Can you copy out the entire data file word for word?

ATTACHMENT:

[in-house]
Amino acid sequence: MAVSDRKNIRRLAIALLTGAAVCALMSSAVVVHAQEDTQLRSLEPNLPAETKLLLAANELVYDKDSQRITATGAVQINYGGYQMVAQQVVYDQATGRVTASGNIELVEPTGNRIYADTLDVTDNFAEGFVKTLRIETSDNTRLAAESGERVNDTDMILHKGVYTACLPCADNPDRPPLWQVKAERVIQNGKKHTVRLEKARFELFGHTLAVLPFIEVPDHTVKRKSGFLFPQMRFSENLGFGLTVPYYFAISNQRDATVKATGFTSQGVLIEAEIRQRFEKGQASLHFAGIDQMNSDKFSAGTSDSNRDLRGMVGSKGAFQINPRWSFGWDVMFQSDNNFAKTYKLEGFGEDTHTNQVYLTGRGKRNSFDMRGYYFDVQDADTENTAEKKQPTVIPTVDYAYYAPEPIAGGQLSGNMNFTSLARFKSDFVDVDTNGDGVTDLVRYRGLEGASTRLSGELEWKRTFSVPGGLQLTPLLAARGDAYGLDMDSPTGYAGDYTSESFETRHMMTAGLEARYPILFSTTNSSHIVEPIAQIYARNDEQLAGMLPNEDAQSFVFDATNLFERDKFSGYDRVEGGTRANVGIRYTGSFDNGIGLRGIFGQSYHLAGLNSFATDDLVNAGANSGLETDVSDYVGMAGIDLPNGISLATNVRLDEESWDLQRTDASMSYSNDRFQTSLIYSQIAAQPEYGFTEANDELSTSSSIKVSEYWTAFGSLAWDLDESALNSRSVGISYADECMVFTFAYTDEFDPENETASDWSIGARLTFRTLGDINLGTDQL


[in-house]
Amino acid sequence: MAVSDRKNIRRLAIALLTGAAVCALMSSAVVVHAQEDTQLRSLEPNLPAETKLLLAANELVYDKDSQRITATGAVQINYGGYQMVAQQVVYDQATGRVTASGNIELVEPTGNRIYADTLDVTDNFAEGFVKTLRIETSDNTRLAAESGERVNDTDMILHKGVYTACLPCADNPDRPPLWQVKAERVIQNGKKHTVRLEKARFELFGHTLAVLPFIEVPDHTVKRKSGFLFPQMRFSENLGFGLTVPYYFAISNQRDATVKATGFTSQGVLIEAEIRQRFEKGQASLHFAGIDQMNSDKFSAGTSDSNRDLRGMVGSKGAFQINPRWSFGWDVMFQSDNNFAKTYKLEGFGEDTHTNQVYLTGRGKRNSFDMRGYYFDVQDADTENTAEKKQPTVIPTVDYAYYAPEPIAGGQLSGNMNFTSLARFKSDFVDVDTNGDGVTDLVRYRGLEGASTRLSGELEWKRTFSVPGGLQLTPLLAARGDAYGLDMDSPTGYAGDYTSESFETRHMMTAGLEARYPILFSTTNSSHIVEPIAQIYARNDEQLAGMLPNEDAQSFVFDATNLFERDKFSGYDRVEGGTRANVGIRYTGSFDNGIGLRGIFGQSYHLAGLNSFATDDLVNAGANSGLETDVSDYVGMAGIDLPNGISLATNVRLDEESWDLQRTDASMSYSNDRFQTSLIYSQIAAQPEYGFTEANDELSTSSSIKVSEYWTAFGSLAWDLDESALNSRSVGISYADECMVFTFAYTDEFDPENETASDWSIGARLTFRTLGDINLGTDQL